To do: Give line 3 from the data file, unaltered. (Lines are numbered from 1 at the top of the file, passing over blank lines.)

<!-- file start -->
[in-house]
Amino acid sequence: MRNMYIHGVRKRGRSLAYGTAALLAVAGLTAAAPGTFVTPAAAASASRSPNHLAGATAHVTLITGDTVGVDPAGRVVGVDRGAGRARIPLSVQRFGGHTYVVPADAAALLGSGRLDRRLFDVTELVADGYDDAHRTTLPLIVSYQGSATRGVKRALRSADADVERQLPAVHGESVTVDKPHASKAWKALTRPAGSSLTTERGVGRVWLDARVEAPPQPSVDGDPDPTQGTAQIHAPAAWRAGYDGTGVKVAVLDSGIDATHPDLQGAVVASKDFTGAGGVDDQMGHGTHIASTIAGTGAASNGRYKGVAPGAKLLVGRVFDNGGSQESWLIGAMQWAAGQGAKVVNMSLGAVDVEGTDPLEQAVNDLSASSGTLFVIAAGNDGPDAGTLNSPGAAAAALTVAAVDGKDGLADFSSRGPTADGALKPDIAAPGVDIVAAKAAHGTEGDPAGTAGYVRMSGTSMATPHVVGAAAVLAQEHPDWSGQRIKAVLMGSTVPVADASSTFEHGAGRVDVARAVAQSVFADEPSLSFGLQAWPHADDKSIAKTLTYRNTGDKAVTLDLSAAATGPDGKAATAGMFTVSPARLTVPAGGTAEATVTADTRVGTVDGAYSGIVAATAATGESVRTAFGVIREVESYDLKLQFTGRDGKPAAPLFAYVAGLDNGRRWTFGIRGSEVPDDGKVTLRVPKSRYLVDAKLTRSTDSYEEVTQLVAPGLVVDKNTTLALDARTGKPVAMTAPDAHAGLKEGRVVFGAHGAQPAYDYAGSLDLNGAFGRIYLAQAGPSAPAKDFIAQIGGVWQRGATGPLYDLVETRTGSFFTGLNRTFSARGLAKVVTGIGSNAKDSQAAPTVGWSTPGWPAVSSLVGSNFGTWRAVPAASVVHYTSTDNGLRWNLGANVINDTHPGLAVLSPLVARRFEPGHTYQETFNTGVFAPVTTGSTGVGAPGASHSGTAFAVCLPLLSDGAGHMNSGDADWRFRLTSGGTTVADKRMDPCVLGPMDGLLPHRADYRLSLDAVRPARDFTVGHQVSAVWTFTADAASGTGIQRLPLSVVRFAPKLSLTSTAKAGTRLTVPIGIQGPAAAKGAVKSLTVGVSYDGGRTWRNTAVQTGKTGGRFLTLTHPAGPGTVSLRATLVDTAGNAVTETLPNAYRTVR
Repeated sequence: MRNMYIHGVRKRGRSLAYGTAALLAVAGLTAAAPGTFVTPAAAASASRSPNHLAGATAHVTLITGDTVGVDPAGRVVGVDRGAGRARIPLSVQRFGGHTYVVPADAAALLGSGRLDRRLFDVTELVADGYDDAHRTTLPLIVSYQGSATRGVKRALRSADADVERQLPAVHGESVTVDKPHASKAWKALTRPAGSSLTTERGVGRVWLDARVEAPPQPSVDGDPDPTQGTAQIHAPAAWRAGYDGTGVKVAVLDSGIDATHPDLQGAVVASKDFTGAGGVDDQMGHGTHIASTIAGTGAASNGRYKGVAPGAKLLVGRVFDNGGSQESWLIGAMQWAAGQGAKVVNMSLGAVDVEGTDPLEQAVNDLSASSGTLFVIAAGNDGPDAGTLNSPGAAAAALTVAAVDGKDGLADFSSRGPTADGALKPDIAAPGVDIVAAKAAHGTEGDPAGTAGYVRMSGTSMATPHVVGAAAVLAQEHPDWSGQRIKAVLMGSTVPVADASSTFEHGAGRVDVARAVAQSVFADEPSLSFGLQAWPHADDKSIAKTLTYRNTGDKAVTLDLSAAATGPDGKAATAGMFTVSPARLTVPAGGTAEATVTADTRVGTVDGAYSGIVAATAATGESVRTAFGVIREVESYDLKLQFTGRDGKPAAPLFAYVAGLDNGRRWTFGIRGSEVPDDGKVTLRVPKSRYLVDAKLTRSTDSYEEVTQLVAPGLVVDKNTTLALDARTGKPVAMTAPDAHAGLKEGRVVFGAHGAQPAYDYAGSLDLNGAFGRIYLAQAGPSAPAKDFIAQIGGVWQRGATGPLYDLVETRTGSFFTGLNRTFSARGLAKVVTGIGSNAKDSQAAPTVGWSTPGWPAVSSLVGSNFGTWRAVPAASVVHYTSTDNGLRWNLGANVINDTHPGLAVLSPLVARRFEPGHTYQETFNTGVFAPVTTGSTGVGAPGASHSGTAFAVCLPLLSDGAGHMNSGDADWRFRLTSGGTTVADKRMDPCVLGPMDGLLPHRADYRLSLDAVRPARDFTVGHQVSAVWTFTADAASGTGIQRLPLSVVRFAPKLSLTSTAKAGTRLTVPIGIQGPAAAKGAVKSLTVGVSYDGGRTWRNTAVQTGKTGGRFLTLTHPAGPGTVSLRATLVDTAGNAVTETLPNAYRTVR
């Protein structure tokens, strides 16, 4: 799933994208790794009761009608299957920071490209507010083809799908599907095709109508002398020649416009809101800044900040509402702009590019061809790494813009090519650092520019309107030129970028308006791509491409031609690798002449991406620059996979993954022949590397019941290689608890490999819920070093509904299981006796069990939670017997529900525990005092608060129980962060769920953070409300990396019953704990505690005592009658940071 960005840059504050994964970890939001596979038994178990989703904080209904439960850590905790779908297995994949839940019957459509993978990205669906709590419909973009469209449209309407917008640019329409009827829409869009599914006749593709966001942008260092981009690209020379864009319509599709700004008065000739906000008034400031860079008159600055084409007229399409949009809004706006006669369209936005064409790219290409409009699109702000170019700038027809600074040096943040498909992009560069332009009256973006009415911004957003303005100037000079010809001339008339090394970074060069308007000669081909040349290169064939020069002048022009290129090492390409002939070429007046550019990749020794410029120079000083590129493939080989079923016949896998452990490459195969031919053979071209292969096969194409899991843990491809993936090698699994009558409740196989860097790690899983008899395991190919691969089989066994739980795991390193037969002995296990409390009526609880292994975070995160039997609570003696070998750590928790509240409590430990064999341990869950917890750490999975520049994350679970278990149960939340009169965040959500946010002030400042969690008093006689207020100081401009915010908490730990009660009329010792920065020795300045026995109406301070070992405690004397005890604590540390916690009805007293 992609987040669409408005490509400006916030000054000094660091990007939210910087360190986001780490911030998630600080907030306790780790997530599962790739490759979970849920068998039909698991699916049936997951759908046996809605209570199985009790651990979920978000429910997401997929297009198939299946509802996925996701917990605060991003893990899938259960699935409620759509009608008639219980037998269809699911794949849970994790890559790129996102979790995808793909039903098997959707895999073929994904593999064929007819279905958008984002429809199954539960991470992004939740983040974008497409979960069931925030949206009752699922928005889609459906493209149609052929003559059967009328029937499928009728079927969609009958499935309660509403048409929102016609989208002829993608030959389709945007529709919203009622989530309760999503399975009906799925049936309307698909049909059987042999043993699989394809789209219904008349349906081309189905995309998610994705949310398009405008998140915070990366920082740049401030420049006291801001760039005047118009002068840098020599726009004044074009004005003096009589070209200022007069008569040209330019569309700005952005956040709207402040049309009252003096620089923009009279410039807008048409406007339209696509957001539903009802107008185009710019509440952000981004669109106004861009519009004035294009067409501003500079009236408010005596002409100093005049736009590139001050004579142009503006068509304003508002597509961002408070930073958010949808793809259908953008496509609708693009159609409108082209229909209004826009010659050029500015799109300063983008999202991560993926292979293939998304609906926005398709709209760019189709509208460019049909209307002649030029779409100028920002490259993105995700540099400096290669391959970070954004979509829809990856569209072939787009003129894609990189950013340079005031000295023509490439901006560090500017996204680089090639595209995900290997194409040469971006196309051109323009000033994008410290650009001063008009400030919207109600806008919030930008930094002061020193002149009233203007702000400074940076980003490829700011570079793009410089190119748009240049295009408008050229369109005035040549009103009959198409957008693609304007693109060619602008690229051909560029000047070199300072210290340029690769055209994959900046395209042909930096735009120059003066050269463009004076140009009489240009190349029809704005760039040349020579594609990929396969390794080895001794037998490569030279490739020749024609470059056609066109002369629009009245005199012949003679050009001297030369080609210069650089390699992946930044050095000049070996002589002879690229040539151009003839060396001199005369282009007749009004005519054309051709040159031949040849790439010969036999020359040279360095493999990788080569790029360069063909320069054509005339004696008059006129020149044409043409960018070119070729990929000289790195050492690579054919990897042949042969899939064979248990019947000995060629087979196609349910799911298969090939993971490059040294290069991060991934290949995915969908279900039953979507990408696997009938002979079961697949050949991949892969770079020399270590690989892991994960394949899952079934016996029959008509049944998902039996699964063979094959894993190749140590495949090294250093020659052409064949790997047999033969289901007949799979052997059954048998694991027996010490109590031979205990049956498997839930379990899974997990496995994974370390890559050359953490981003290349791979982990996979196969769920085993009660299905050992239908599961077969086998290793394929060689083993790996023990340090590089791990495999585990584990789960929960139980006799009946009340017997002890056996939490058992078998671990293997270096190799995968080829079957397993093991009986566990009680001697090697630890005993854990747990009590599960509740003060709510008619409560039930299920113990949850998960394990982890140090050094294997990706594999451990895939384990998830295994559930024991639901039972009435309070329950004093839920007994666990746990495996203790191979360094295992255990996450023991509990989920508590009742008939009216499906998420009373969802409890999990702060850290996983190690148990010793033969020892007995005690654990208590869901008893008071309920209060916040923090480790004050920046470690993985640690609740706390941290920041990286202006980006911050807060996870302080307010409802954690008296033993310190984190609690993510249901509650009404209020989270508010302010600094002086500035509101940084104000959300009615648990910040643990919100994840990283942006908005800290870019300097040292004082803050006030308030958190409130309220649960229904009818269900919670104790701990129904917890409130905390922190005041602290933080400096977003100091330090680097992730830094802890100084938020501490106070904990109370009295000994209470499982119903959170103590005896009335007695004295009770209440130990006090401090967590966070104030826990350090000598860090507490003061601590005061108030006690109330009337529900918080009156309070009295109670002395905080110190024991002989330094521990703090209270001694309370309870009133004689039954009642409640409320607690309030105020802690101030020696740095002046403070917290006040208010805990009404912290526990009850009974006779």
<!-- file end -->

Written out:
Repeated sequence: MRNMYIHGVRKRGRSLAYGTAALLAVAGLTAAAPGTFVTPAAAASASRSPNHLAGATAHVTLITGDTVGVDPAGRVVGVDRGAGRARIPLSVQRFGGHTYVVPADAAALLGSGRLDRRLFDVTELVADGYDDAHRTTLPLIVSYQGSATRGVKRALRSADADVERQLPAVHGESVTVDKPHASKAWKALTRPAGSSLTTERGVGRVWLDARVEAPPQPSVDGDPDPTQGTAQIHAPAAWRAGYDGTGVKVAVLDSGIDATHPDLQGAVVASKDFTGAGGVDDQMGHGTHIASTIAGTGAASNGRYKGVAPGAKLLVGRVFDNGGSQESWLIGAMQWAAGQGAKVVNMSLGAVDVEGTDPLEQAVNDLSASSGTLFVIAAGNDGPDAGTLNSPGAAAAALTVAAVDGKDGLADFSSRGPTADGALKPDIAAPGVDIVAAKAAHGTEGDPAGTAGYVRMSGTSMATPHVVGAAAVLAQEHPDWSGQRIKAVLMGSTVPVADASSTFEHGAGRVDVARAVAQSVFADEPSLSFGLQAWPHADDKSIAKTLTYRNTGDKAVTLDLSAAATGPDGKAATAGMFTVSPARLTVPAGGTAEATVTADTRVGTVDGAYSGIVAATAATGESVRTAFGVIREVESYDLKLQFTGRDGKPAAPLFAYVAGLDNGRRWTFGIRGSEVPDDGKVTLRVPKSRYLVDAKLTRSTDSYEEVTQLVAPGLVVDKNTTLALDARTGKPVAMTAPDAHAGLKEGRVVFGAHGAQPAYDYAGSLDLNGAFGRIYLAQAGPSAPAKDFIAQIGGVWQRGATGPLYDLVETRTGSFFTGLNRTFSARGLAKVVTGIGSNAKDSQAAPTVGWSTPGWPAVSSLVGSNFGTWRAVPAASVVHYTSTDNGLRWNLGANVINDTHPGLAVLSPLVARRFEPGHTYQETFNTGVFAPVTTGSTGVGAPGASHSGTAFAVCLPLLSDGAGHMNSGDADWRFRLTSGGTTVADKRMDPCVLGPMDGLLPHRADYRLSLDAVRPARDFTVGHQVSAVWTFTADAASGTGIQRLPLSVVRFAPKLSLTSTAKAGTRLTVPIGIQGPAAAKGAVKSLTVGVSYDGGRTWRNTAVQTGKTGGRFLTLTHPAGPGTVSLRATLVDTAGNAVTETLPNAYRTVR